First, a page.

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When Erika encino3tered the CTS guest post contest, she hinted at “degrees of separation” links between she and I but wisely kept the details to herself. Turns out she is a fellow traveller with myself on the journalism/writer road and we have many overlapping professional and personal connections. I truly loved her contest-winning story and the subsequent review of her family’s prize lunch at Woven. And now that we’ve met face-to-face over lunch, I also know she and her husband (yes, the one that interviewed me for a job about a decade ago …) are determined and even forensic about exploring the many wonderful food options right on their Footscray front door step. So I am very happy to announce that Erika will be writing regularly for CTS. We don’t know quite how this is going to shake out yet – but we figure somewhere between once a week and once a month. I am excited about the contrast Erika will provide to my own ramblings and the small children perspective she will bring to CTS proceedings – that’s important now Bennie is a young man! I hope you enjoy her contributions as much as I know I will!

 

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Brother Nancy, 182 Essex Street, West Footscray. Phone: 0439 318 820

By Erika Jonsson

Babycinos – love them or hate them, they are a part of modern parenthood.

When my son Joe was younger I rarely had to pay for a ’cino.

I would drink my coffee and read the paper while Joe made a happy mess of his froth, a milk moustache always adorning his top lip at the end.

Over time, babycinos have become a happy habit for many families like mine – and the prices have gone up accordingly.

I made the mistake of ordering one without asking the price at a popular Footscray coffee stop and was gobsmacked to pay $2.

Since then I always check, and if it’s more than $1 Joe and I share a hot chocolate.

I have a collection of photos from our babycino dates that shows my son growing too quickly from a toddler into a boy.

 

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In July last year, Joe became a big brother to Hugh.

It’s a role he cherishes and we have all settled into life as a family of four pretty well.

As Hugh has grown, Joe and I have found a chance for regular time together again on Thursday mornings at a garden in Maidstone.

One day a couple of months ago I noticed a café in Essex St, West Footscray, and pulled up without notice.

We headed inside Brother Nancy and I asked the price of a babycino.

“They’re free. And they come with a marshmallow.”

Since that day we’ve stopped almost every week for a decaf latte, a babycino and usually a yo-yo.

It’s a beautiful ritual that doesn’t break the bank.

 

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Owner Leigh is passionate about his free babycinos – he has choice words perhaps not fit for publication about cafes that charge a premium for a bit of froth.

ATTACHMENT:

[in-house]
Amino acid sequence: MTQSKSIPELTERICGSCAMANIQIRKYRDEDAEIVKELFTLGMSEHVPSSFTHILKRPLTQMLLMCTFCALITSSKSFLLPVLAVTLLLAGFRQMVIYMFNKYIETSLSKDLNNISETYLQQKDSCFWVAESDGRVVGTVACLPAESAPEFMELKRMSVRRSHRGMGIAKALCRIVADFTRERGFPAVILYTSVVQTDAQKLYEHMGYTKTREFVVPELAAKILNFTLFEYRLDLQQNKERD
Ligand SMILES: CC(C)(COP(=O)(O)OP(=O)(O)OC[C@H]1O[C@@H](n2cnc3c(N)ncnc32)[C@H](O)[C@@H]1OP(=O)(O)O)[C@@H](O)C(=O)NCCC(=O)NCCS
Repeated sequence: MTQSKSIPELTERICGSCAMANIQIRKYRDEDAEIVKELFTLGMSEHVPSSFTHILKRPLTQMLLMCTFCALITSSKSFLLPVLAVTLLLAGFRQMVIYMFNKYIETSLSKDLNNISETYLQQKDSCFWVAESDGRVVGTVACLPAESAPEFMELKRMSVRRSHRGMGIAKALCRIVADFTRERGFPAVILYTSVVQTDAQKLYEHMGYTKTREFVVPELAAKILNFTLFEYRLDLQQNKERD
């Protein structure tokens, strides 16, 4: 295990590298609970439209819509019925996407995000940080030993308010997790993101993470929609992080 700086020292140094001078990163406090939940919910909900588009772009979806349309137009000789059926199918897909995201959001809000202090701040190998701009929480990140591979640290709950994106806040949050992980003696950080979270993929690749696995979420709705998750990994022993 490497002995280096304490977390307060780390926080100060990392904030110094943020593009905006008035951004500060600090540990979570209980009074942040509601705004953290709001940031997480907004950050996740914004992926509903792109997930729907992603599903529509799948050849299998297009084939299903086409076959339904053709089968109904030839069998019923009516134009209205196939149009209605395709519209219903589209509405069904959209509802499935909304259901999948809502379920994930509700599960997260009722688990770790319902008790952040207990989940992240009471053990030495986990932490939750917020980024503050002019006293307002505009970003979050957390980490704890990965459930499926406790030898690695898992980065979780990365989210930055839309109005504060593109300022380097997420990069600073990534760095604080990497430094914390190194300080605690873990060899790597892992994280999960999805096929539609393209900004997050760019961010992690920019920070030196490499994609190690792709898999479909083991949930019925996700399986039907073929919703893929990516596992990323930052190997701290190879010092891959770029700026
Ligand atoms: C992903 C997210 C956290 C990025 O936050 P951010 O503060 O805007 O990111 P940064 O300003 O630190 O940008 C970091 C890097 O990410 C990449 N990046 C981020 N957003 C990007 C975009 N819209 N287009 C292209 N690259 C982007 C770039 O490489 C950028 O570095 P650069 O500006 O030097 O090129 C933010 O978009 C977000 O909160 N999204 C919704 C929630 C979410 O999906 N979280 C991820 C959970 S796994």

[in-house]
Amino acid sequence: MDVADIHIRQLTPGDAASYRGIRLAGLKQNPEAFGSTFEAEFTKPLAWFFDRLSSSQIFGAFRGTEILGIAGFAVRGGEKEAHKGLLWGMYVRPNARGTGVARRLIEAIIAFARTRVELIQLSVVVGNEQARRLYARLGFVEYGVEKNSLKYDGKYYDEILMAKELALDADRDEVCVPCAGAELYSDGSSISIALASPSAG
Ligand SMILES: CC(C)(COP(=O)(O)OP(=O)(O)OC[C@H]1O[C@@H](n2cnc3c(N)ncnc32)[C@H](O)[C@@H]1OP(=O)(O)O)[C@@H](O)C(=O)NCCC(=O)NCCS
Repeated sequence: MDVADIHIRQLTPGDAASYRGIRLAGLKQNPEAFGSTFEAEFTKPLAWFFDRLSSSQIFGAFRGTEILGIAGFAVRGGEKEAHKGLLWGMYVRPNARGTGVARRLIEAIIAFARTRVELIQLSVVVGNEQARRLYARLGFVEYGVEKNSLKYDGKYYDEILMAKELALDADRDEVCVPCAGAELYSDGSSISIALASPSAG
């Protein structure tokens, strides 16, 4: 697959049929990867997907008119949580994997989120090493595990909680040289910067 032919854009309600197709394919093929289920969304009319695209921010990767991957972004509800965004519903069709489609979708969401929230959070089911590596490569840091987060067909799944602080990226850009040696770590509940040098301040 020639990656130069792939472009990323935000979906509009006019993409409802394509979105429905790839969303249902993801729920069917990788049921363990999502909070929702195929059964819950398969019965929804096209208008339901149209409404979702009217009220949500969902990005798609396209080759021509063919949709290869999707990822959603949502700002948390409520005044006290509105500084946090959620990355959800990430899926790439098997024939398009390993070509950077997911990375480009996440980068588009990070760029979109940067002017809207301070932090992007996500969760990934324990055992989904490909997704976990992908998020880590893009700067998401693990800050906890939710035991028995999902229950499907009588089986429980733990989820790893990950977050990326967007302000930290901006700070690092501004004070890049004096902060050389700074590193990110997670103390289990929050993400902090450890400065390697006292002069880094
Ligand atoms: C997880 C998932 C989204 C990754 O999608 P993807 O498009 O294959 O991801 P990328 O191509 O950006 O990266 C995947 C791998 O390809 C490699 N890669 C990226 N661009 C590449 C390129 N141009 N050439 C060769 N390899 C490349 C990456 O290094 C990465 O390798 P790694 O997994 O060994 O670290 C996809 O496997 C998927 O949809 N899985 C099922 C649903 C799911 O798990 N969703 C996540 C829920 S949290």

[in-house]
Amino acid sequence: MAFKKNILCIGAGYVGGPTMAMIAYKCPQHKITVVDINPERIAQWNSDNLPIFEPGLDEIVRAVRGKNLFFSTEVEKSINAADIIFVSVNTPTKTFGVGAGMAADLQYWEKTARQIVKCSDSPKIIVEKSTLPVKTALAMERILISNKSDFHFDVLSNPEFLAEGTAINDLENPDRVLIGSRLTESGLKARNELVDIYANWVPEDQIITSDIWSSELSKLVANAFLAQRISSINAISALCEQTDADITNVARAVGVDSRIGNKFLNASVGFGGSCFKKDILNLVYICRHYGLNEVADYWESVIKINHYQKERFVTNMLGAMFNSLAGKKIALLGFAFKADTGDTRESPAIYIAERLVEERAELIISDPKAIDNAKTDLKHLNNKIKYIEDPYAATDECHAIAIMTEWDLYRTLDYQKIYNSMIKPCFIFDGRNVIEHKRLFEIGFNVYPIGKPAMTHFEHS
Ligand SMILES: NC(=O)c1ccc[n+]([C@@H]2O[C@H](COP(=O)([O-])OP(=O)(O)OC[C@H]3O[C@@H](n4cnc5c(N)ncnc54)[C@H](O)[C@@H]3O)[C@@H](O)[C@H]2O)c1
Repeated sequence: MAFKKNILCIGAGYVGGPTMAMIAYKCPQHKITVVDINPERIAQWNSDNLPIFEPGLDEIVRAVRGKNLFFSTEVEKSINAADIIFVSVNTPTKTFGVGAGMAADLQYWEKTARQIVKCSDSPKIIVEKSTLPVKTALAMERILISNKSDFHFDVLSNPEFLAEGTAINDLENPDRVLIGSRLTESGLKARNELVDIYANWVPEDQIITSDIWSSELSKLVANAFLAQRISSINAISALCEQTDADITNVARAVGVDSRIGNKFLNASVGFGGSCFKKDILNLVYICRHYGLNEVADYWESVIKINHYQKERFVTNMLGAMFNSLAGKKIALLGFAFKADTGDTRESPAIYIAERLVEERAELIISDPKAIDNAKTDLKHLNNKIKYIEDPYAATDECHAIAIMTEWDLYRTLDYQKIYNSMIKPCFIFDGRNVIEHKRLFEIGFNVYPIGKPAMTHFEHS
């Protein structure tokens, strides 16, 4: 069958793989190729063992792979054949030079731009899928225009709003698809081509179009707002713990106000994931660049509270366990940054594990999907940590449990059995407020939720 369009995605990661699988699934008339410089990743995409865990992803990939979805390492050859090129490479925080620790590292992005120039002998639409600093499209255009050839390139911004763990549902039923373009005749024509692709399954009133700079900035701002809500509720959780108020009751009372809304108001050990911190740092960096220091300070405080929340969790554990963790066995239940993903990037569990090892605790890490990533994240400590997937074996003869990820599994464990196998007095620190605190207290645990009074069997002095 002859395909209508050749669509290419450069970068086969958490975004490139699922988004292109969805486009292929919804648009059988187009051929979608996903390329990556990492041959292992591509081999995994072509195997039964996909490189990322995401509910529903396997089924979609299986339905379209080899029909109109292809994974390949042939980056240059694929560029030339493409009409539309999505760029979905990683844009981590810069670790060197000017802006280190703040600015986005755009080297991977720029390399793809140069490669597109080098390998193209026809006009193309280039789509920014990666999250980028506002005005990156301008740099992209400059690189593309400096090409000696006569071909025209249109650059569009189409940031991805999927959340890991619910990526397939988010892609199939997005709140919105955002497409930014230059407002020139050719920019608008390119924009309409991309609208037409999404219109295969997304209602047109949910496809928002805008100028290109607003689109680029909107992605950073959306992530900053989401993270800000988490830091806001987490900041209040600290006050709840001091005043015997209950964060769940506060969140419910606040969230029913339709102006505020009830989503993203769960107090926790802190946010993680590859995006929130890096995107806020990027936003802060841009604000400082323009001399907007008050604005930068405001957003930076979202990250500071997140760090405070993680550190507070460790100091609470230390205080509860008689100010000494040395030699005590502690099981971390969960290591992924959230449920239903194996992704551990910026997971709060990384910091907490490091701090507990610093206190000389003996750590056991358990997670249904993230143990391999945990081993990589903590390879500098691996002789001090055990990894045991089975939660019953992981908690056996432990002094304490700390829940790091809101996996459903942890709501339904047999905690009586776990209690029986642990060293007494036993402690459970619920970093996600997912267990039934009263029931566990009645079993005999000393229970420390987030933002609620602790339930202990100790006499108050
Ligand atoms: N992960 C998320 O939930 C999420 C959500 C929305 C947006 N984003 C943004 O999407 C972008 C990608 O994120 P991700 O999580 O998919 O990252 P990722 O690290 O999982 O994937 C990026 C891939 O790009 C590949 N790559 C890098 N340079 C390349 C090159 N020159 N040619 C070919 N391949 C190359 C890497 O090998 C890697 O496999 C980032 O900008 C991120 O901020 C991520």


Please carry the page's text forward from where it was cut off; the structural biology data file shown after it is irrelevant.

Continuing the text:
When he opened Brother Nancy six months ago, he wanted to create a place that families could visit regularly for restaurant-quality food in their own neighbourhood.

His chef had trialled at Vue de Monde and Atlantic but embraced the chance to create his own menu without limits in an inner-suburban setting.

At the moment nothing on the menu costs more than $16.50, and every dish I’ve seen is full of quality ingredients generously served.

But it’s the ’cinos and the warm service (and Proud Mary coffee) that keep us going back.

This week Hugh joined us for his first babycino.

Joe stole his marshmallow and most of his froth ended up on the floor, but Hugh wore his milk moustache with glee and a prized new memory was created.

Leigh, your café is the first where we’ve been regulars – and that’s not likely to change any time soon.

 

Brother Nancy on Urbanspoon

Lunch surprise in Altona

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Two Bros On Blyth, 51a Blyth Street, Altona. Phone: 9398 8882

Consider The Sauce travels to Altona for a lazy mid-week lunch on the recommendation of a long-time reader who moved to the area a couple of years back.

She tells us she did, at first, miss her former Kensington home and its proximity to considerable eats depth, but she reckons things are looking up in Altona – and points to Two Bros On Blyth as a case in point.

The cafe is smallish, with communal or bench seating on the inner and three communal tables on the outer.

 

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I find the staff and the service to be fine.

The breakfast options are many; the lunch options less so.

I choose from a display-cabinet range of jaffles and baguettes and a single salad, though a keen looking Asian salad is added to the line-up as I depart.

I opt for a baguette of ham, brie and horseradish, wondering how those ingredients will combine and figuring the $14 price tag is about right these days.

So I am surprised and delighted when my lunch arrives beautifully presented on a board with “extras” that include cornichons and a salad.